How Rewards Can Demotivate
Not all rewards are made equal. Some actually destroy your motivation.
“People use rewards expecting to gain the benefit of increasing another person’s motivation and behavior, but in so doing, they often incur the unintentional and hidden cost of undermining that person’s intrinsic motivation toward the activity.”
— Johnmarshall Reeve
Work is what we must do. Play is what we want to do.
Rewards are the prizes we win at work and play. They fall into two general categories: extrinsic and intrinsic.
Extrinsic Rewards are typically received at work for a job well done. They are separate from the activity of work and bestowed upon you by someone else. They are often big and splashy to denote the significance of your contribution:
An increase in pay
A vacation or trip
A trophy or an award
Intrinsic Rewards are mostly inherent in play or activities you enjoy. They are often small but meaningful. People may recognize them, but the satisfaction you feel is already inherent in the activity itself and the way it makes you feel:
Simply enjoying what you are doing
Learning something of interest
An act of altruism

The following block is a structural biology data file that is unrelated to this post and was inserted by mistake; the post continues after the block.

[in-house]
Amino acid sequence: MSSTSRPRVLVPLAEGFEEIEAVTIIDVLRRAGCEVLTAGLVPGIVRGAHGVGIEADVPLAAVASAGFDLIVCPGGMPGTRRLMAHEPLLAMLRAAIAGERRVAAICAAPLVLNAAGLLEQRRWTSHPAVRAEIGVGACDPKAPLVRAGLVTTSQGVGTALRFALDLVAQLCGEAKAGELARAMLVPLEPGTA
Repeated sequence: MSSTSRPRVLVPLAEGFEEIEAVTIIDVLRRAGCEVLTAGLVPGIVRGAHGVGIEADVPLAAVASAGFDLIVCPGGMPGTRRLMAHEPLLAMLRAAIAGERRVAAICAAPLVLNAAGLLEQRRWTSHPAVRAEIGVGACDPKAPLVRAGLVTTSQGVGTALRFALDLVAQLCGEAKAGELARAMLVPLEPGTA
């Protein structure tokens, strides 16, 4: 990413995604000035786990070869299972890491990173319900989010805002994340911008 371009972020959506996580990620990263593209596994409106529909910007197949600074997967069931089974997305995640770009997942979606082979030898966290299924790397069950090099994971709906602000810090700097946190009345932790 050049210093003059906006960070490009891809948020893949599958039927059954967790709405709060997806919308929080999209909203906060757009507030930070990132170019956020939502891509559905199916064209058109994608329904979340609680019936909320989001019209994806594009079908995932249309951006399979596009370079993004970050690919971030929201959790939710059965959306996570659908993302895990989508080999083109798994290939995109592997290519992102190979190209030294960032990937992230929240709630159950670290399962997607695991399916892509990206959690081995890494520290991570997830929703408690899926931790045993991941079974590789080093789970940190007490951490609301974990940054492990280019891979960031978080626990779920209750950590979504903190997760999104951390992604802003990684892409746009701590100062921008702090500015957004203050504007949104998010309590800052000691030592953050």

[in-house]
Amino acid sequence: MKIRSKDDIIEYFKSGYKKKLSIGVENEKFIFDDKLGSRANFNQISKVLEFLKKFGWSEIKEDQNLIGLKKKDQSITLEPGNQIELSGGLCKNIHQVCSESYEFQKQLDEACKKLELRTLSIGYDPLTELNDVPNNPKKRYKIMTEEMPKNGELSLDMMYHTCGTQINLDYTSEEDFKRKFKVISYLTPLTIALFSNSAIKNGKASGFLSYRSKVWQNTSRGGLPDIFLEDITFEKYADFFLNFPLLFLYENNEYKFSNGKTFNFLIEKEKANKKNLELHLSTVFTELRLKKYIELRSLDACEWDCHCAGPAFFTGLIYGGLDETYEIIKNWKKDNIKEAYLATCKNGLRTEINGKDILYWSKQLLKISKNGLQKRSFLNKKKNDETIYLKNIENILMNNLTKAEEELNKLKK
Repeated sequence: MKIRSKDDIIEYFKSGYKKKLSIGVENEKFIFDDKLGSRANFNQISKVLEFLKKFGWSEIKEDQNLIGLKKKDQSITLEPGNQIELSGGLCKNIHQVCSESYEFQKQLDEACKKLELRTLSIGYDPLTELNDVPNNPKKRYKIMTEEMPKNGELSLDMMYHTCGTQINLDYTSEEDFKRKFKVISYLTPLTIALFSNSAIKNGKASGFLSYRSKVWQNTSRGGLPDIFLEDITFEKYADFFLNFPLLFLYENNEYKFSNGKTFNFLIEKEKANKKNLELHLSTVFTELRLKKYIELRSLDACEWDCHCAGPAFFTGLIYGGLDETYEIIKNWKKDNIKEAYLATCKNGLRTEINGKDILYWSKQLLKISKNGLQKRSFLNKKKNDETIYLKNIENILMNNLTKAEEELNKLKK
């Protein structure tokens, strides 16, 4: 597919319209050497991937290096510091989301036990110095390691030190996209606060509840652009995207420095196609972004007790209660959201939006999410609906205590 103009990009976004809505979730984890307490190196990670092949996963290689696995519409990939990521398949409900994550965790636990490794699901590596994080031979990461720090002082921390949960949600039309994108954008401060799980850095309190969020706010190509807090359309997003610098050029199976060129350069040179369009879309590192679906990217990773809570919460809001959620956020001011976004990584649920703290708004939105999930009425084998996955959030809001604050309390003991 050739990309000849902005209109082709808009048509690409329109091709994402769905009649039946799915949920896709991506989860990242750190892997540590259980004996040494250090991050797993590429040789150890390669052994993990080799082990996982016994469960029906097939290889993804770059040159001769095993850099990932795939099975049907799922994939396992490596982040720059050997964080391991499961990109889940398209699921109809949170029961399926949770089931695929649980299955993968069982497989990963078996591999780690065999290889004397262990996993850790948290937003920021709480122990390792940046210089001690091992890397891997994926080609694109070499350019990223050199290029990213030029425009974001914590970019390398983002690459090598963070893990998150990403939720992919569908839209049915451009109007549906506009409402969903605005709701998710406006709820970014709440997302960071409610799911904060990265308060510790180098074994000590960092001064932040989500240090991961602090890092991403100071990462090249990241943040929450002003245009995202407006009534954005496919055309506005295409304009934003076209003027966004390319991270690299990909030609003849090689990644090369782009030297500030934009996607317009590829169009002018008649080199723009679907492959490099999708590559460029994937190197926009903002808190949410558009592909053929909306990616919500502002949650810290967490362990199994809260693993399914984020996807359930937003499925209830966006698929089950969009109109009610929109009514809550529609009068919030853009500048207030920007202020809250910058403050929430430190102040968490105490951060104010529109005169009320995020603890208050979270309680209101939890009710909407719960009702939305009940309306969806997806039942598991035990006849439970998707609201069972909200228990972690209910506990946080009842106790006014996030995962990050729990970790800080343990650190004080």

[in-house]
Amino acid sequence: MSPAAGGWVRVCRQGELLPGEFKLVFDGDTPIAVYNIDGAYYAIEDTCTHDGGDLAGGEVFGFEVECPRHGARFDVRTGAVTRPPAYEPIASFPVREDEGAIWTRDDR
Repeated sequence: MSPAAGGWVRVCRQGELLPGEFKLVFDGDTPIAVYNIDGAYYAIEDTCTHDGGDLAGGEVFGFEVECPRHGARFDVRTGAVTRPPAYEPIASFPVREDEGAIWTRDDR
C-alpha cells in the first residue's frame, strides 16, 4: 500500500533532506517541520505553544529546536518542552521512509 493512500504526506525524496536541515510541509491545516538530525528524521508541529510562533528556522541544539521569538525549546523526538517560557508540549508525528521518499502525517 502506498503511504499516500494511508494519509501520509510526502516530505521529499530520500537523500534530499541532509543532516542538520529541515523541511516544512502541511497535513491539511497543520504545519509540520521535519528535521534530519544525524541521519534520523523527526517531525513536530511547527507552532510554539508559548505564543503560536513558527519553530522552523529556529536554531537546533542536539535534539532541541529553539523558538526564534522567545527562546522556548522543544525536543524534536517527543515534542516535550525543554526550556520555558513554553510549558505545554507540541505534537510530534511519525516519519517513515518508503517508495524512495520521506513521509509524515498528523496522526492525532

Extrinsic rewards tend to be material and rooted in compliance. They can motivate the completion of uninteresting or repetitive tasks. Intrinsic rewards tend to be mental and rooted in meaning. The act itself is motivation.
We get into trouble when using extrinsic rewards to recognize work that is already meaningful. The consequences are counterintuitive at first: narrowed focus, stunted creativity, unethical behavior and short-term thinking.
When play is associated with a grade, money or other extrinsic rewards, it tends to become work. The joy in the activity is destroyed as the reward becomes the focus.
If you want to reward someone for an activity they already find meaningful, use small gestures in the moment to acknowledge their achievement. If you still want to give extrinsic rewards, do it unexpectedly with no future guarantee.
Maximize motivation. Don’t destroy it unintentionally.
Think about times in the past when you were promised an extrinsic reward for completing a task or achieving a goal set by someone else.
Were you motivated by the activity or the reward?
If you were already motivated by the activity itself, did a focus on the reward begin to crowd out your enjoyment?